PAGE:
In February 2019, King tweeted a plea for an end to “conjecture” and to let science figure out the debate.

In her tweet, King set a conciliatory tone clearly aimed at trying to douse the flames that Navratilova’s controversial op-ed had fanned. She didn’t take sides, but she did make a plea for science, not emotions or bias, to settle the matter.

Navratilova didn’t wait. In March she doubled-down with a blog entry on her website, insisting that inclusion was a step toward allowing a cisgender man to transition to female just to win trophies, medals and prize money, then resume his life as a male. No such case has ever been documented. She did express regret that she used the word “cheating.”

Other than that, Navratilova has remained quiet on the issue, with the exception of tweets on the subject to her like-minded 277K followers, as well as engaging some of her detractors and journalists. Then came word in May that stunned the trans community and its many allies: the BBC announced it had hired Navratilova as host of a documentary on transgender inclusion in sports.

Despite Navratilova’s well-documented opposition to the cause, none of that stopped the BBC from picking Navratilova to host the program titled “Trans Athletes: A Fair Playing Field?” airing next month.

In her published works on this issue, Navratilova frequently cites her friendship with transgender pioneer Renee Richards, who argues that the only trans athlete fit to compete as women must be a “true transgender transsexual,” meaning they have gender confirmation surgery to transform their male genitals into a vagina. Navratilova does not mention that every time she faced Richards in competition, the tennis legend won.

To her surprise, Republicans in Montana and right-wing anti-trans political sites such as Breitbart used her positions to further their efforts at marginalizing trans people, a move Navratilova called in a tweet “just ridiculous.”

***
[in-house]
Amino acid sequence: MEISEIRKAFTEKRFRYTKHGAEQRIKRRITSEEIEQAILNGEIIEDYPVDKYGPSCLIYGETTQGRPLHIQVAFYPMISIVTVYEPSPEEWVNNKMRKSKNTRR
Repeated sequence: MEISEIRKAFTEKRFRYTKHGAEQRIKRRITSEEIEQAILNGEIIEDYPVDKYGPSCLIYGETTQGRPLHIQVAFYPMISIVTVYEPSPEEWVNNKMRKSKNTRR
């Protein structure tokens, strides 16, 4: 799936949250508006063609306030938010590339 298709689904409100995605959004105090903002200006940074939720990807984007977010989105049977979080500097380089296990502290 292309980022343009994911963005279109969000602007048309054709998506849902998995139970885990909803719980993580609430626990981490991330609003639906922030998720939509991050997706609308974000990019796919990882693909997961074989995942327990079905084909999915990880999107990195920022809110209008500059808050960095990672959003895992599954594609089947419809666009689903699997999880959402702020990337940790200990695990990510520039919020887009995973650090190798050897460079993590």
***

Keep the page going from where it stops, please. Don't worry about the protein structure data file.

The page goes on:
While the inclusion debate rages on, Outsports has repeatedly invited Navratilova to engage with us and our readers on this issue, in hopes of fostering better understanding and acceptance. However, her preference is to comment on our reporting via Twitter.

To those who believe that trans girls are girls and trans women are women, her stated support for equal rights for the transgender community stands firmly at odds with her campaign for a “level playing field” for girls and women. Zeigler himself has tackled the finer points of “fairness,” drawing criticism from Navratilova and those who agree with her position that “biologically, [trans women] are still men.” They see victories by trans women athletes as “destroying women’s sports” by depriving cisgender girls and women of prizes, medals and scholarships. They don’t count the competitions trans women athletes lose.

All the athletes we’ve profiled who have “Stonewall Spirit” in some way echo the actions of the heroes of June 1969. Authority figures of that time felt it was within their power to define who the patrons of the Stonewall Inn could dance with, love, or present as in public. Those who refused to be shunned, arrested or mistreated stood up and resisted.

Navratilova did something similarly courageous when she came out and stood up for our community. Unfortunately for now, the community is divided about how best to include women athletes who are transgender, if at all. The woman most people know and revere as “Martina” is in a unique position to either bring the community together on this issue, or further split us apart.

Our “Stonewall Spirit” series continues tomorrow and every day during Pride.